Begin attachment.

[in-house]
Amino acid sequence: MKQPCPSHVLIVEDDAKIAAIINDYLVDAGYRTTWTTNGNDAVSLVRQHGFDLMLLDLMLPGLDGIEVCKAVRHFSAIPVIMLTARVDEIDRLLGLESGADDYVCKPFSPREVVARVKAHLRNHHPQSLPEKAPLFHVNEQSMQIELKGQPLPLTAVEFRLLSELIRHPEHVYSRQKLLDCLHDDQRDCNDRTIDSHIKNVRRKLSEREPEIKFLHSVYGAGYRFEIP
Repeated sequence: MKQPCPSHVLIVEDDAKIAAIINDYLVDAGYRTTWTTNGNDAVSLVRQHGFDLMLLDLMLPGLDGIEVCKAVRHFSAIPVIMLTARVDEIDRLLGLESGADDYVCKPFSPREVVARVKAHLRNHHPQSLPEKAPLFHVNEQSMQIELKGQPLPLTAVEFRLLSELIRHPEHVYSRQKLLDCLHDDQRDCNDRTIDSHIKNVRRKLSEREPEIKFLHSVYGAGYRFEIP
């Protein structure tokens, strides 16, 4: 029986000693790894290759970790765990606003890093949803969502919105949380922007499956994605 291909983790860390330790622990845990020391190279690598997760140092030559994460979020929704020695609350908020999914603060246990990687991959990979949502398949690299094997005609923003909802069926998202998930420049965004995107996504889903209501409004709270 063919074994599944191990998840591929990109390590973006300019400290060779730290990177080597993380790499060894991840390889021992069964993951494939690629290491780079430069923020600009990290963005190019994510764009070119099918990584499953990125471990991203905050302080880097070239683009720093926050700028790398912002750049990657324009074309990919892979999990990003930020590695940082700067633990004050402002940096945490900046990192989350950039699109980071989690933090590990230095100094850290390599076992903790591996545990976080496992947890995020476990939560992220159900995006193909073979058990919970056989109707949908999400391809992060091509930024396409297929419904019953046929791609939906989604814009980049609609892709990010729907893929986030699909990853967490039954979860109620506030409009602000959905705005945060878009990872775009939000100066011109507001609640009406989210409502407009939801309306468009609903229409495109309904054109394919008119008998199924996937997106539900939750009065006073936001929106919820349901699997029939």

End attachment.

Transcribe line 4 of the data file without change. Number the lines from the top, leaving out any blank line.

């Protein structure tokens, strides 16, 4: 029986000693790894290759970790765990606003890093949803969502919105949380922007499956994605 291909983790860390330790622990845990020391190279690598997760140092030559994460979020929704020695609350908020999914603060246990990687991959990979949502398949690299094997005609923003909802069926998202998930420049965004995107996504889903209501409004709270 063919074994599944191990998840591929990109390590973006300019400290060779730290990177080597993380790499060894991840390889021992069964993951494939690629290491780079430069923020600009990290963005190019994510764009070119099918990584499953990125471990991203905050302080880097070239683009720093926050700028790398912002750049990657324009074309990919892979999990990003930020590695940082700067633990004050402002940096945490900046990192989350950039699109980071989690933090590990230095100094850290390599076992903790591996545990976080496992947890995020476990939560992220159900995006193909073979058990919970056989109707949908999400391809992060091509930024396409297929419904019953046929791609939906989604814009980049609609892709990010729907893929986030699909990853967490039954979860109620506030409009602000959905705005945060878009990872775009939000100066011109507001609640009406989210409502407009939801309306468009609903229409495109309904054109394919008119008998199924996937997106539900939750009065006073936001929106919820349901699997029939």